The touchy-feely character type I alluded to above is the natural product of advanced consumer societies in which people are encouraged to look after themselves first and believe their own desires trump everything else (“because you’re worth it”). This retreat into egoism and narcissism represents a real regression from the wider social responsibility of the WW2 generation, and according to de Waal’s model such a retreat should happen in the face of scarcity, not overabundance. But what if there really is a scarcity in modern consumer societies that’s not material in the old sense but rather mental – which I’ve spent the whole of this book proving to be equally material. That scarcity is a dearth of economic and emotional security. Many of our traditional institutions – family, nation, church, work – have been so eroded over the last half century by rapid economic change that people can no longer expect to gain their sense of identity from a lifelong occupation. The period from 1945 to 1965 when I was growing up looks more and more like a Golden Age of full employment and economic security, at least for the working classes of the Western world.

However the social conformism and civility that it demanded provoked resistance from a younger generation who had no direct experience of wartime deprivation, and this social democratic morality crumbled under assault from a libertarian “countercultural revolt” of the late 1960s (in which I played my part), followed quickly by a resurgent neoliberal political economy spearheaded by Ronald Reagan and Margaret Thatcher in the early 1970s. Once in power in the UK and the USA, neoliberal activists deliberately set about reversing the distribution of wealth and explicitly promoting the greed, selfishness and egoism they knew lay reliably dormant within my post-war generation. Altruism versus hedonism proved to be no contest. The political Left has signally failed to prevent this erosion because it’s always been sceptical of the value of traditional institutions like the family and religion itself. Karl Marx saw them as incorrigibly on the side of reaction, as devices for maintaining economic inequality, which is certainly true but is not the only reason that such institutions persist.

The power of the institutions is more emotional than economic, it’s the glue that keeps both individual psyches and whole societies from falling apart. By providing such cohesion it’s true enough that they also preserve existing property relations, but in the 20th century it was advanced capitalism itself that became the foremost destroyer of traditional institutions, through its blind imperative to spread market values into every niche of life. Though the overall wealth of society has increased dramatically, and average living standards too in the developed countries, most people outside of a tiny plutocracy now live with greater levels of anxiety and insecurity than they did during those post-war years, thanks to the increased “mobility of labour” (read sackings and redundancies) and the predatory pricing of privatised services. We find ourselves in an impasse where both extremes of the political spectrum are intent on dissolving the social glue, without much idea about what to replace it with. It would appear that the wrecking ball is the only tool left in our social engineering toolkit: a politics that exploits emotion (fascism) and a politics shorn of emotion (communism) both proved to be equally dreadful in their consequences, and we’re still floundering to find the middle ground.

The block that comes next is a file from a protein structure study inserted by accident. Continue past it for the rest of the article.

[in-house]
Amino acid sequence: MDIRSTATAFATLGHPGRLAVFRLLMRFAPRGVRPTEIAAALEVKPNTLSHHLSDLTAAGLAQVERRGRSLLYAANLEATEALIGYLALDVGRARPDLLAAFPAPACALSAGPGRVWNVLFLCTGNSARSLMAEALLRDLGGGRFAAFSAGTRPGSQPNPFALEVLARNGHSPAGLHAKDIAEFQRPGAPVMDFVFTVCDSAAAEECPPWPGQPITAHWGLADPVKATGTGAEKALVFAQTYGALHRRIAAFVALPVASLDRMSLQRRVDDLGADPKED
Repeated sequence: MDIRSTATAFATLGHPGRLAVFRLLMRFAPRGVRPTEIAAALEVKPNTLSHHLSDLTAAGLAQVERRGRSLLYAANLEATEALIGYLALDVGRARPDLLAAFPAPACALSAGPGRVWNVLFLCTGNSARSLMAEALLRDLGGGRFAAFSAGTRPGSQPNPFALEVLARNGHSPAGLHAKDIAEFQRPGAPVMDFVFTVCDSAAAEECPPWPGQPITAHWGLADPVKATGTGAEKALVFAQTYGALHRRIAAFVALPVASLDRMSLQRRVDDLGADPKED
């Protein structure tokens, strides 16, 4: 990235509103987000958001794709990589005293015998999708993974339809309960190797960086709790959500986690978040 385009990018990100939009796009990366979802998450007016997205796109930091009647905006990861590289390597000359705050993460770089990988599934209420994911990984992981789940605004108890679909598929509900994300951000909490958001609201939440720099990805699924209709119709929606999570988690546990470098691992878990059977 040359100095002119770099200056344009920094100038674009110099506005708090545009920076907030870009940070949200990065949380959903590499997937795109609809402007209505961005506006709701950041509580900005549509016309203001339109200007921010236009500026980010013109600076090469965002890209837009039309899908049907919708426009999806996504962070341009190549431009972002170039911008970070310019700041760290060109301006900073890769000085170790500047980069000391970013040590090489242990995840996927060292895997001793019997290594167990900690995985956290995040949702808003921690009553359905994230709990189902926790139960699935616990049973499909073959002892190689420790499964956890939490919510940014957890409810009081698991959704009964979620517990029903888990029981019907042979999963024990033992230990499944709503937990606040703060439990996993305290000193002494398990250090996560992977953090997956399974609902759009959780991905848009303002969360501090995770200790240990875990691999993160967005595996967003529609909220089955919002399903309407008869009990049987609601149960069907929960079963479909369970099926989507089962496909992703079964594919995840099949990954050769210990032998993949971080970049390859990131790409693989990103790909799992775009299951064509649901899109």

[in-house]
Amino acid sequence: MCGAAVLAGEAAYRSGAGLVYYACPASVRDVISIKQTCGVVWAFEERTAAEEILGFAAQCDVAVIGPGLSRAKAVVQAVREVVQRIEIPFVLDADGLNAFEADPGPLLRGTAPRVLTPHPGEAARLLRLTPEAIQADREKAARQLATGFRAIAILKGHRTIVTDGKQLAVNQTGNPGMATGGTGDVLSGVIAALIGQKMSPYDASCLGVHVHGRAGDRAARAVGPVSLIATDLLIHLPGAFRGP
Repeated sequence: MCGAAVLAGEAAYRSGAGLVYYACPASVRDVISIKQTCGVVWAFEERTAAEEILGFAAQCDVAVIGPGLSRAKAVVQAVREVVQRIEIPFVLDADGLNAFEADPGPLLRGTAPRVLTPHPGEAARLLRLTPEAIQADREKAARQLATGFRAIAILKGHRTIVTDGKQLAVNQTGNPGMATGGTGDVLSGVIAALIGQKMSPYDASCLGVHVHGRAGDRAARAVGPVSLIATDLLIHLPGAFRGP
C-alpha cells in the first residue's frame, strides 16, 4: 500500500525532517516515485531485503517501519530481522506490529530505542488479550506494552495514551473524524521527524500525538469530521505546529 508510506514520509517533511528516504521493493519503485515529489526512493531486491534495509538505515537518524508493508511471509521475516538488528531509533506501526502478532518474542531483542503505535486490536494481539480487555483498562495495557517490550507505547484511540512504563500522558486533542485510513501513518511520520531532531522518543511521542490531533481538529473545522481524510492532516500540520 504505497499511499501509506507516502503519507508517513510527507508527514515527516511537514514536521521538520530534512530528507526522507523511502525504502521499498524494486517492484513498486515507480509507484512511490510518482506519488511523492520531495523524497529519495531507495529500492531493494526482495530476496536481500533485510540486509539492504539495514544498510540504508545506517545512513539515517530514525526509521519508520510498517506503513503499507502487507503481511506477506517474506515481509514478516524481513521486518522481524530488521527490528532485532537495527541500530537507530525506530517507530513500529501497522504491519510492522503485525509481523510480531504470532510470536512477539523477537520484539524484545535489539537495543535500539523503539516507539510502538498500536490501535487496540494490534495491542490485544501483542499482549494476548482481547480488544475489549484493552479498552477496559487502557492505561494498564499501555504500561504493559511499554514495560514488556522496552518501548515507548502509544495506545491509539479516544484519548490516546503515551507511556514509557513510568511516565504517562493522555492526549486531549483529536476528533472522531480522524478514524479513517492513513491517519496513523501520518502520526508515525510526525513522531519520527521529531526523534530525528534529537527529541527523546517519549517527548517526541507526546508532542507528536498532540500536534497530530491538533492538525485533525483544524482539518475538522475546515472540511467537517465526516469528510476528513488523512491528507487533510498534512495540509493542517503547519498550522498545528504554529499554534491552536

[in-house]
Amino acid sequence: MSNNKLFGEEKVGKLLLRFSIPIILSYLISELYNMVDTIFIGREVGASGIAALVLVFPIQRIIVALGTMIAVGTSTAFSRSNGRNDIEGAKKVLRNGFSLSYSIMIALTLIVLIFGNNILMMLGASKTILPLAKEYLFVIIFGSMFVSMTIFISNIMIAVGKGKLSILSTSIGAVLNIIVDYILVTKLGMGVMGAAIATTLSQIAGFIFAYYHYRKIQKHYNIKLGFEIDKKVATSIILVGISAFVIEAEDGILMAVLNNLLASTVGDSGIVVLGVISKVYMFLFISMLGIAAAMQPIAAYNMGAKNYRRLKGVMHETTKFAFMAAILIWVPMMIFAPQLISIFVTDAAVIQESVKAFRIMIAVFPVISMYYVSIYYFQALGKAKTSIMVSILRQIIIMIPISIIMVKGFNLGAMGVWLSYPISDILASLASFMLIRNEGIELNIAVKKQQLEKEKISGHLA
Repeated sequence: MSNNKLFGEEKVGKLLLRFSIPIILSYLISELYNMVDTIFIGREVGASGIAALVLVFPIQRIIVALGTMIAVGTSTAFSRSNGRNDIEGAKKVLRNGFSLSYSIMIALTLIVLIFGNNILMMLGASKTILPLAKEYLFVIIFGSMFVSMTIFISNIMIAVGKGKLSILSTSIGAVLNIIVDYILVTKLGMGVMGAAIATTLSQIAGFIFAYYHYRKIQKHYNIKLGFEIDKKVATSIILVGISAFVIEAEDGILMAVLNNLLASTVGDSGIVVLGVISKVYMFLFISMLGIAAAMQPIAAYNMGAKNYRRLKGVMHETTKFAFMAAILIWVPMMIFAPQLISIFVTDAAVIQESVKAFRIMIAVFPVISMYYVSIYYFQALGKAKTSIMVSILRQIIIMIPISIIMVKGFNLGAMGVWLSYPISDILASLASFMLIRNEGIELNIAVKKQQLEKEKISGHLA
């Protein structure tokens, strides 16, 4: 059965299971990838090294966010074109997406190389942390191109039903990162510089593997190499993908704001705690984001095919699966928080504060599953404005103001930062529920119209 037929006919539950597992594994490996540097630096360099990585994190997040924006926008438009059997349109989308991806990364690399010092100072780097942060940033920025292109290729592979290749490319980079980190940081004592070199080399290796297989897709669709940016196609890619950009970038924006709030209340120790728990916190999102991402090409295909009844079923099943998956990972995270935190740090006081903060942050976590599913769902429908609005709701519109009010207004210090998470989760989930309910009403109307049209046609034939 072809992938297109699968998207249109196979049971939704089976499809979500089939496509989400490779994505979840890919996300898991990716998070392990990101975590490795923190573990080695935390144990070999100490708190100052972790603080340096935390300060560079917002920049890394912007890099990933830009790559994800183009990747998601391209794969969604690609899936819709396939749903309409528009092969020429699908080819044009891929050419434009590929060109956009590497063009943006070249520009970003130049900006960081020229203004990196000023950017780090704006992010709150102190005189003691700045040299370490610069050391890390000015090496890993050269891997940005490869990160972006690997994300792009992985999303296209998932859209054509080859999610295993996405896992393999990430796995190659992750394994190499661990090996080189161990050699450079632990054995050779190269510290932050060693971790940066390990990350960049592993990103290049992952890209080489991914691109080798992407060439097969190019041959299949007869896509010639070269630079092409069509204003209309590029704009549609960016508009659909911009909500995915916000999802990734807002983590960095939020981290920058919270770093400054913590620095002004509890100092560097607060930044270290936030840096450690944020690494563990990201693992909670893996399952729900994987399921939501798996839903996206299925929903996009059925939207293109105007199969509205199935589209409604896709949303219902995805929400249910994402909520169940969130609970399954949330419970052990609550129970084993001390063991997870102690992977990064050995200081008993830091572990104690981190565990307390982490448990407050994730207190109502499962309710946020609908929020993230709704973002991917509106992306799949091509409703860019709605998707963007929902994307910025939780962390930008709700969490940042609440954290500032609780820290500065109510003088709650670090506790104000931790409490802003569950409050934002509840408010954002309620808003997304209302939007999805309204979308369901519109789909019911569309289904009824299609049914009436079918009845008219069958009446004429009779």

Parties ostensibly of the Left like New Labour barely dare even pay lip-service to social democracy nowadays, so deeply have they had to compromise with neoliberalism to get elected, and they no longer possess anything approaching a coherent secular public morality. A growing anarchy among the young and the poor is what panicked New Labour into appointing its happiness tsar, along with terrorism directly connected to the revival of religious fundamentalism that spreads like a fungus to fill the moral void. The culture of gang membership and revenge killings reminds us that Santayana’s barbarian tribes never went all that far away... While neurohistorical explanations are true at a certain level, it’s crucially important to clearly understand what that level is and to confine them to it as otherwise their effect is to depoliticise everything. The best-intentioned efforts of social engineers who want to improve our mental well being (or nurture the nation’s “mental capital” in the most telling phrase I’ve seen) can all too easily slip by imperceptible degrees into coercion. In the worst case social engineering serves to silence critics by invalidating their discourse as symptoms of mental unwellness, shades of Orwell’s Big Brother. The Soviet abuse of mental hospitals should teach us just as stark a lesson as the Gulag.

Although you might expect me to welcome the recent popularity of neurologically-aware self help books like Richard Thaler and Cass Sunstein’s Nudge: Improving Decisions About Health, Wealth, and Happiness and Dan Ariely’s Predictably Irrational: The Hidden Forces That Shape Our Decisions, I’m afraid the news that prominent British politicians have been caught reading them makes me feel slightly queasy (which is of course nothing to do with raging jealousy over their huge sales...) I want to see a new more vigorous and humane materialism that can be objective about the subjective - even if we can’t ever completely separate reason from emotion, we need to learn how to identify emotional biases and handle them gracefully without just giving in to them. Exactly where to draw the line between persuasion and coercion, between social engineering and politics, is going to become a very urgent question in the near future in view of the highly unstable conditions that currently prevail in the world. Though it’s unlikely we’ll ever be able to dispense with the need to use violence in self-defence, we could at least refrain from inflicting fear on our own side as an instrument of policy.